How Patrick Lane helped a 'know-nothing student' find her true calling as a poet
The award-winning B.C. poet and novelist has died of a heart attack at the age of 79
If it weren't for the tutelage and encouragement of Patrick Lane, B.C. writer Carla Funk never would have written five books of poetry become Victoria's first poet laureate.
Lane, an award-winning Canadian poet and novelist, has died of a heart attack. He was 79.
His accolades include the Governor General's Award for Poetry, the Canadian Authors Association Award and three National Magazine Awards.
He was also Funk's first poetry teacher.
She spoke to As It Happens host Carol Off about the impact Lane had on her life and her work. Here is part of their conversation.
How would you describe his poetry?
For me, his voice has always been one that forces, in a beautiful way, the mind to wake up and pay attention to the reality, the realities, of what's around us.
What was he like as a person?
My first impression of Patrick was one when I was 18 years old and a student at the University of Victoria. It was my very first creative writing class, and he was my first poetry instructor.
I knew nothing about anything. I knew nothing about poetry. All I knew is that someone had said to me, when I said, "Oh my poetry instructor's name is Patrick Lane," they sort of fell back a bit and said, "Patrick Lane?!"
So I knew there was this poet who was very important, and when he walked into the classroom, he had this swagger about him, and yet such kindness.
So my first impression was that he was a man of juxtaposition. He was both tough and tender. He had swagger, and yet he was so kind and completely honest and absolutely authoritative in his assessment of a situation and an assessment of a poem.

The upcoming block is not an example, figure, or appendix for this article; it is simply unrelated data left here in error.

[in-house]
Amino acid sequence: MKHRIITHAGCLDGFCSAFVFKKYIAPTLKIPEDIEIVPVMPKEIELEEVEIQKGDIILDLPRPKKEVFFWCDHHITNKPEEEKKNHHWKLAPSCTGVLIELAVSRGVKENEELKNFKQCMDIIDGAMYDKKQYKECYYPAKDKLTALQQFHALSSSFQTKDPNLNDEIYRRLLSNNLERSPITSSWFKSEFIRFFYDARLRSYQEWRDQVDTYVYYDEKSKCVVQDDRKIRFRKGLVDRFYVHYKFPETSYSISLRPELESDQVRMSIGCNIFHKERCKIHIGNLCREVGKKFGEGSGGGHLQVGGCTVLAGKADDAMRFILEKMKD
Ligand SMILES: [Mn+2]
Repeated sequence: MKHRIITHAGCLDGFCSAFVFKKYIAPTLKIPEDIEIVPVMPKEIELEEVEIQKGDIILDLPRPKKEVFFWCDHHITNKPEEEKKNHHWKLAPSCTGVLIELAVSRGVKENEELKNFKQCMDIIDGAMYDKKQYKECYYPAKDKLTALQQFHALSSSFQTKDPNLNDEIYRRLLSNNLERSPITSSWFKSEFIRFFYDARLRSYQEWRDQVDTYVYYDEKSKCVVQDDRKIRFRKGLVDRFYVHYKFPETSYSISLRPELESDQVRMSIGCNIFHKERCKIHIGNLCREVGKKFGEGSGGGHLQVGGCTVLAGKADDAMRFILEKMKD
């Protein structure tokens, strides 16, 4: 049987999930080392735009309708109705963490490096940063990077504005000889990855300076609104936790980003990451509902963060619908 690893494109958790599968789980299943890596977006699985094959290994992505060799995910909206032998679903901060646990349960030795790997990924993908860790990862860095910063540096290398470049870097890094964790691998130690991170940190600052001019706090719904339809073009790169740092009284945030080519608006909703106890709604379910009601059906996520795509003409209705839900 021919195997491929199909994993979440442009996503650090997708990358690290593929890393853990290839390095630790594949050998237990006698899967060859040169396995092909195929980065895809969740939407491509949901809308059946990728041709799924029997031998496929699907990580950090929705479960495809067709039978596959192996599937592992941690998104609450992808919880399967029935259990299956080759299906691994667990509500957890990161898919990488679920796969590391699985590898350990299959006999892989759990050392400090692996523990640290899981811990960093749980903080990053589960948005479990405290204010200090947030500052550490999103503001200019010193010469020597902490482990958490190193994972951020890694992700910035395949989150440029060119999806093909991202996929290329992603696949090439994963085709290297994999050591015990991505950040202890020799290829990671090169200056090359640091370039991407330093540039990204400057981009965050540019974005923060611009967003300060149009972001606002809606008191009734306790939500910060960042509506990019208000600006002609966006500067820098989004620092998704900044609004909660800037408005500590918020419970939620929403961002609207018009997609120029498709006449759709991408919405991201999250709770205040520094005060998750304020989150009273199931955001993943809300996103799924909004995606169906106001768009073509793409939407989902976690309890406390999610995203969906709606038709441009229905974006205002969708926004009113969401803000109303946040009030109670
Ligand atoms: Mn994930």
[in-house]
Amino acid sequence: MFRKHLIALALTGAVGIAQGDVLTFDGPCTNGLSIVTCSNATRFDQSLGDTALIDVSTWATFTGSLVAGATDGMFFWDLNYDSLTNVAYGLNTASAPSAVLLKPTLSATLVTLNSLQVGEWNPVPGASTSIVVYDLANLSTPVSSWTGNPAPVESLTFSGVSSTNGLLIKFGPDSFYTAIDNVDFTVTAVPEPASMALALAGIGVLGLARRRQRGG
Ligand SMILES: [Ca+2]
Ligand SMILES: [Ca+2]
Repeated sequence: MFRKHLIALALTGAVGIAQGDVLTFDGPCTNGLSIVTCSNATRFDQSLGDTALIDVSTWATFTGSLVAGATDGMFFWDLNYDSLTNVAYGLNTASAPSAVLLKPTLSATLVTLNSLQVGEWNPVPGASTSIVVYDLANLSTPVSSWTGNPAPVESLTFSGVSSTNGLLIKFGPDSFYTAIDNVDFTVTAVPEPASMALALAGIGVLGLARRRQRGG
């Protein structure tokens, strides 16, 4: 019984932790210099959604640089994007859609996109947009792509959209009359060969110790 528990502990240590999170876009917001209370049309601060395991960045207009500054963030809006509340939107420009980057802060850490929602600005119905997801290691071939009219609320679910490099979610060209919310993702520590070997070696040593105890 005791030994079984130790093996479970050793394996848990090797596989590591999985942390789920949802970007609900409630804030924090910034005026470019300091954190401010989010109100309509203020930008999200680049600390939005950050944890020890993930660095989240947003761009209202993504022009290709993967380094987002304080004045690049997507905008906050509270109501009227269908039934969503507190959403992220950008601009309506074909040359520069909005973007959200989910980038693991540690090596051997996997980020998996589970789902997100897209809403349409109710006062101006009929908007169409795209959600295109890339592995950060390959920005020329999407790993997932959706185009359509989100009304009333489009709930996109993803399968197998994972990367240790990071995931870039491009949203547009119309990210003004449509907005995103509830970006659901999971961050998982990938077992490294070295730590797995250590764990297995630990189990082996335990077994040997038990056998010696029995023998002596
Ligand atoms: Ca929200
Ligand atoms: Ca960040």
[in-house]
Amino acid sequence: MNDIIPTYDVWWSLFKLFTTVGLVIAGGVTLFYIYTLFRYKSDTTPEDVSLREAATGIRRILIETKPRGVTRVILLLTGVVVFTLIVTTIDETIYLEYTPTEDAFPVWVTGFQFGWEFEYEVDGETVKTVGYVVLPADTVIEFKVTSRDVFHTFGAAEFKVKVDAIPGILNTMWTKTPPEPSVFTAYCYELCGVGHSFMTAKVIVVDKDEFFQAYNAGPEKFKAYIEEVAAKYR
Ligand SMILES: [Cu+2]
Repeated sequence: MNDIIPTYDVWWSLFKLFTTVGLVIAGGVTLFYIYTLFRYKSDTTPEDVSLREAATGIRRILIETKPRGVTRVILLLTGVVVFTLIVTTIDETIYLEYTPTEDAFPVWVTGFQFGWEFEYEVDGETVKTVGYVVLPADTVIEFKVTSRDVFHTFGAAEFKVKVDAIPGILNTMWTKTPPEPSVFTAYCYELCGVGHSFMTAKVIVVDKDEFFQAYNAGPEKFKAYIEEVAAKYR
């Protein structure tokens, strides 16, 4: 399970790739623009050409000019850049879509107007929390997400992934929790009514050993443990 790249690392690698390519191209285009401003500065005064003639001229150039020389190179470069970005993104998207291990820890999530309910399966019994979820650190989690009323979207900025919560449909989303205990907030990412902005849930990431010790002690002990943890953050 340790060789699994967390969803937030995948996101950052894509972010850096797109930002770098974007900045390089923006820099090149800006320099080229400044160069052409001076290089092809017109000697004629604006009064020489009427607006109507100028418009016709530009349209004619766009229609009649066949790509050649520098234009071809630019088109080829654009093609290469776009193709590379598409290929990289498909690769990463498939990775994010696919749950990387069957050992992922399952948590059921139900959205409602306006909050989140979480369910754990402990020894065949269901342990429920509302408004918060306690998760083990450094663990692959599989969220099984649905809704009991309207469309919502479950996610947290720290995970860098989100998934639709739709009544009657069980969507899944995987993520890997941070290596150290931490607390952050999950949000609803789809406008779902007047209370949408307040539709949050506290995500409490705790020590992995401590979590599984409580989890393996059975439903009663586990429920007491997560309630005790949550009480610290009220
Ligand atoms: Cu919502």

It's interesting how you described those different sides of him, because he grew up tough, didn't he? He drove a truck. He worked at a saw mill. He would be the first to admit that he was hard-drinking. And yet, this is the same man who was crafting these lush and beautiful poems. He was a bundle of contradictions, wasn't he?
He was that, and that was so apparent in the way he presented poetry to us.
I recognized in him, from the first class that he taught when I was this know-nothing student, that he was so familiar with the world I'd grown up in, which was a small town, blue-collar little town in Vanderhoof in the middle of British Columbia.
And I'd never heard anybody give permission that that was content to be written about.
He was the instructor who pushed me toward that, coaxed me and guided me and encouraged me toward this way of poetry, which was a different way of looking at the world, a different way of being in the world.
Tell us a bit more about that. What influence did he have over you as a poet?
Well, that first-year class, one of the first poems I submitted, it was a terrible poem.
He encouraged us to write about the things that were hard for us and the things that maybe had some violence and brutality — not for the sake of violence, but to go to those places that were difficult and find something redemptive or something beautiful, or to look at it with this unflinching honesty.
I was trying to muster what was difficult, and I thought, oh, that time my dog got run over by a woman who was driving a low-bed.
It was a terrible poem. It was a bad idea. But he still found something good in it.
But the last two lines were so terrible, he'd crossed them out with this black flash of ink, and beside it he wrote "Nope."
That was it. Nope.
As soon as I saw his flashes of ink and his "Nope," I knew he was he was absolutely right.
And I remember taking the poem back to his office after hours and saying, "What can I do to make this better?"
And we chatted a bit and I remember him asking, you know, "What do want to do with your life?"
And I didn't know, but I thought maybe I would become a lawyer.
And on my next poem I submitted, he wrote in the margins: "Why law? Why not try poetry?"
And I did.
I kept going with it. And I think, what if he hadn't written that? Where would I be now?
Written by Sheena Goodyear. Interview produced by Allie Jaynes. Q&A has been edited for length and clarity.